October 30, 2015/ 9:00 AM - 6:00 PM

UCLA Royce Hall Room 314

20th Annual Graduate Symposium on Japanese Studies

Japanese mythologies of the modern and premodern

Photo: En no gyōja to shugendō no sekai: Sangaku shinkō no hihō (Mainichi shinbunsha, 1999), p. 162.

Operating under the presumption that myths are foundational narratives possessed of a certain broad-based appeal, this conference will focus on the role those narratives play in the construction of political, cultural, and personal identities. While processes of identity-formation have been theorized at great length, less clear are the linkages between premodern and modern myth making. With historical revisionism and neo-nationalist sentiment on the rise in Japan, the manner in which historical myths are constructed, disseminated, and then internalized by individuals or groups is an issue of vital significance. At this conference we hope to address this issue in innovative ways by moving beyond the longstanding division between approaches to the premodern and the modern.

Keynote Presentation by Dr. David Lurie, Columbia University

Schedule:

8:45 - 9:15   Breakfast

9:15 - 9:30 Opening Remarks

9:30 - 11:30 Panel One: Intersections of Individual and National Myths
Raiyah bint Al-Hussein, UCLA - Kusunoki Masashige and Imperial Loyalty
Drisana Misra, Yale University - Hasekura Tsunenaga: Japan's Mythological Canon and Transnational Myths
Alexandra Wiltsie, UC Riverside - Colonial Abjection and the Myth of the National Subject in Kim Sa-Ryang and Franz Kafka
Casey Martin, UCLA - Deconstructing the Myth of Imperial Divinity: Hotta Yoshie’s Hōjōki shiki (Notes on An Account of my Hut)
Discussant: Professor Torquil Duthie, UCLA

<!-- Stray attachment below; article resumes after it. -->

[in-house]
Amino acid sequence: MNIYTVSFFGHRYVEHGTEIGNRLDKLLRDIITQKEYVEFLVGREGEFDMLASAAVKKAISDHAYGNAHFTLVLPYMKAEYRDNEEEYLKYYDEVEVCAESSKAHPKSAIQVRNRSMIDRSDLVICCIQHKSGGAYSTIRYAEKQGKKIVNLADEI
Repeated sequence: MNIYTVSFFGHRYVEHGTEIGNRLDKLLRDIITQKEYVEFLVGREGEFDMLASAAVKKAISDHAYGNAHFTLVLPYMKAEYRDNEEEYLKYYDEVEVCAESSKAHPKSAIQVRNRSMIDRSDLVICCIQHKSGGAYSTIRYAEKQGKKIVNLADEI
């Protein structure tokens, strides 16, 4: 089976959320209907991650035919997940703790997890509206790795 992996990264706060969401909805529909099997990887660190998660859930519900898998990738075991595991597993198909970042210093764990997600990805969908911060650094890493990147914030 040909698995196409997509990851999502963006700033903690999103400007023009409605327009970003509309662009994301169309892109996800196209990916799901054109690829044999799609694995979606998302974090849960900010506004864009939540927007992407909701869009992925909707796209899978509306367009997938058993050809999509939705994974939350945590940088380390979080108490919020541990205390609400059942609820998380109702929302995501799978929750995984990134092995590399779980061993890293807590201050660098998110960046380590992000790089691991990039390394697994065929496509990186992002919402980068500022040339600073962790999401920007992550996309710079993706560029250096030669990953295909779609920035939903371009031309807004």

11:30 - 12:30   Lunch

12:30 - 2:30 Panel Two: Myth-making and the Post-war
Julia Alekseyeva, Harvard University - Anthropological Intentions: The Myths and Fables of Imamura Shohei
Brian White, University of Chicago - Digimythos: Networked Spiritualism in Japanese Science Fiction
Shelby Oxenford, UC Berkeley - From the Myth of Safety to the Myth of Recovery: Advertising after 3.11
Masa Murakami, UCLA - The myth of homogeneity in Japan: What is the role of Brazilian ethnic schools 
today? Discussant: Professor William Marotti, UCLA


2:30 - 2:45 Coffee Break

2:45 - 4:45 Panel Three: Mythology and Legitimation in Modern and Premodern Japanese Religions
Laurence Mann, University of Oxford: Rhetorical features of the Engishiki Norito
Eric Tojimbara, UCLA: East Asian Buddhism and Japanese Śākyamuni Hagiography
Paride Stortini, University of Chicago: Demythologization or modern myth making? “Indianism” in the Tsukiji Honganji temple and modern Japanese Buddhism
Dana Mirsalis, Harvard University: Myth, Spiritualism, and Psychology: Sources of Legitimacy During Ōmoto’s “Chinkon Kishin Boom,” 1916-1921
Discussant: Professor Caleb Carter, UCLA


4:45 - 5:00 Coffee Break

5:00 - 6:00 Keynote Address:
Hitokotonushi: The Mythic Career of the One-Word-Lord in Ancient and Medieval Japan
    Professor David Lurie, Columbia University

 

 


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Sponsor(s): Terasaki Center for Japanese Studies, Asian Languages & Cultures